Climate change has increased the chance of extreme heatwaves in Australia by more than five times.
WHO: Sophie C. Lewis and David J. Karoly, School of Earth Sciences and ARC Centre of Excellence for Climate System Science, University of Melbourne, Victoria, Australia
WHAT: Looking at how much influence human-caused climate changes are pushing Australian summers into more extreme heat.
WHEN: July 2013
WHERE: Geophysical Research Letters (DOI: 10.1002/grl.50673), pre-publication release
There’s some interesting research happening at my alma mater Melbourne University these days (go Melbourne!). Even if you weren’t there to experience the extreme summer of 2012-13 in Australia, I’m sure you all remember the new colour that had to be created by the Australian Bureau of Meteorology
for the weather maps when they maxed out above 50oC, or maybe the new rating for bushfires
of ‘catastrophic’ for the climate fuelled fires that are beyond just an extreme risk?
Extreme Heat in January 2013 (Bureau of Meteorology)
So, to answer that age-old question ‘exactly how much have we messed this up?’ these researchers looked at the historical monthly weather patterns, weather patterns with natural forcing only and patterns with natural forcing and human forcing and matched those up with what actually happened.
They looked at the average monthly mean temperatures, maximum temperatures and minimum temperatures and found that the monthly extremes are increasing faster than the daily extremes – that is that there are more months that are more overall extreme than there are days of extremes.
The historical data they used for the experiment was from 1850 to 2005, with the baseline climate data (what they used as a reference for ‘normal’) being 1911-1940 because 30 years of weather data makes a climate!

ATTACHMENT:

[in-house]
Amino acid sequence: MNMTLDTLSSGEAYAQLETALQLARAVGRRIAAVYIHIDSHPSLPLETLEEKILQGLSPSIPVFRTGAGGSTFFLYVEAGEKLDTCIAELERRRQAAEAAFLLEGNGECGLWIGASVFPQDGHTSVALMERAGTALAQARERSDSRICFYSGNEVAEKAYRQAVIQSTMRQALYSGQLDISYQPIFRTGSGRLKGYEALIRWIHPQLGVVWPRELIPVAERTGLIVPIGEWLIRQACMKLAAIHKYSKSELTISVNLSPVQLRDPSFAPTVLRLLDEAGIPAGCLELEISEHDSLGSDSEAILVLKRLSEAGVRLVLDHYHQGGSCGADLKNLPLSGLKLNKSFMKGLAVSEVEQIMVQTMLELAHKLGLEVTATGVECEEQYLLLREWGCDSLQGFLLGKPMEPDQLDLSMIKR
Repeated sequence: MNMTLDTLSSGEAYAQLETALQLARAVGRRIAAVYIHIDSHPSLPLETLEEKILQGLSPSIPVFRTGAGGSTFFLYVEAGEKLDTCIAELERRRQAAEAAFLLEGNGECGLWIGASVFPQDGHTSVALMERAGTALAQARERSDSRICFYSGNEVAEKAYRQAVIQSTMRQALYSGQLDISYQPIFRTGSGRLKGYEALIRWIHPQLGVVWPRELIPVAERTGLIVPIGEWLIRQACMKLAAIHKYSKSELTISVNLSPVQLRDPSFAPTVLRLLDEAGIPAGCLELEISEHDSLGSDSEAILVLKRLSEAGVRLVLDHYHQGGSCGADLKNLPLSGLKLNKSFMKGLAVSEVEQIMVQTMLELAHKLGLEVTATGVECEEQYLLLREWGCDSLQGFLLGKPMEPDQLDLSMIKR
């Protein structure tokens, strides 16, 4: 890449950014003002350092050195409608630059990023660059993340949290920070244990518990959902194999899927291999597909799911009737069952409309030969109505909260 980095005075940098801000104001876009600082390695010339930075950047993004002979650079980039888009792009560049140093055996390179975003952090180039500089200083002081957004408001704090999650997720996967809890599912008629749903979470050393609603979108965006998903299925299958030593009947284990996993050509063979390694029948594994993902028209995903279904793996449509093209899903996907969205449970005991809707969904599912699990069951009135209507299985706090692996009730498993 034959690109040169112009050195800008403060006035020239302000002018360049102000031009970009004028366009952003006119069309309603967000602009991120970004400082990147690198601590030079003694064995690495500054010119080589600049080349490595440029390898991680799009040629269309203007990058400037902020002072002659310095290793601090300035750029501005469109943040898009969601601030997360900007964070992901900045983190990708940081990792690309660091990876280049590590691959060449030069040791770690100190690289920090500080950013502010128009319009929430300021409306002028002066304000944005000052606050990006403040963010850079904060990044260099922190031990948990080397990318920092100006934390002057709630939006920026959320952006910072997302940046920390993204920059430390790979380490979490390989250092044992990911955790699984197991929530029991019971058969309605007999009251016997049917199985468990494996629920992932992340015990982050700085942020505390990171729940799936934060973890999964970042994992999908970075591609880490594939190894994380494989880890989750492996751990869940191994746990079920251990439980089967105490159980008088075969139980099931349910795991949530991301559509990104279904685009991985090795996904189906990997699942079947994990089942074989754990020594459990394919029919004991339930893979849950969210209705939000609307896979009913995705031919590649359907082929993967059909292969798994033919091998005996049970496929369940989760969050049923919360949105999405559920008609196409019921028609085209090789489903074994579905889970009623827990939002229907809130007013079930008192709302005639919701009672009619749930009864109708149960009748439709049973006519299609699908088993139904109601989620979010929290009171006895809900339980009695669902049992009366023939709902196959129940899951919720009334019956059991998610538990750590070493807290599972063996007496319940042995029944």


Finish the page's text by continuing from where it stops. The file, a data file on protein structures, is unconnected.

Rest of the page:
They then created experiments for the data with natural forcing only, with natural and human forcing and ran exciting statistical functions like a probability density function with a kernel smoothing function that almost sounds like a super-cool popcorn maker.
To double check for error, they used the second hottest summer temperatures to make sure they could pick out the human influences from the randomness that can be the data, thereby deliberately making their findings conservative.
Once they’d run their fun popcorn-sounding numbers, they calculated the FAR – Fraction of Attributable Risk, which is exactly what it sounds like – the fraction of the risk of something happening that can attributed to a cause.
So if our ‘bad guy’ is human-induced climate change, how much can we blame it for the Australian Angry Summer of 2012-13? Well, a fair bit.
When they compared the numbers, they had 90% confidence that there was a 2.5 times increase in extreme heat from human influences. When they compared 1976-2005 data and extended the model out to 2020, the fraction increased again to a 5 times increased likelihood.
Extreme heat is ‘substantially more likely’ because of humans burning fossil fuels, which are pretty bold words from research scientists – when there’s a greater than 90% chance of something they say ‘very likely’ where most people would say ‘very certain’. In their research, events that should have been occurring 1-in-16 years naturally were happening 1-in-6 years with the historical numbers and 1-in-2 years with the model out to 2020. Ouch – summer just got more uncomfortable more often.
For me, the kicker came when the paper pointed out that the 2012-13 summer in Australia came in a La Niña year. Extreme heat events normally come with an El Niño year – La Niña years are cooler with more rain. So the fact that the Angry Summer
occurred in a La Niña year is scary – sea surface temperatures were average or cooler in some places while at the same time the Bureau of Meteorology was scrambling for new map colours.
The paper concludes that their research supports ‘a clear conclusion that anthropogenic climate change had a substantial influence on the extreme summer heat over Australia’ and that these kinds of events are now five times as likely to occur. Welcome to summers on climate change?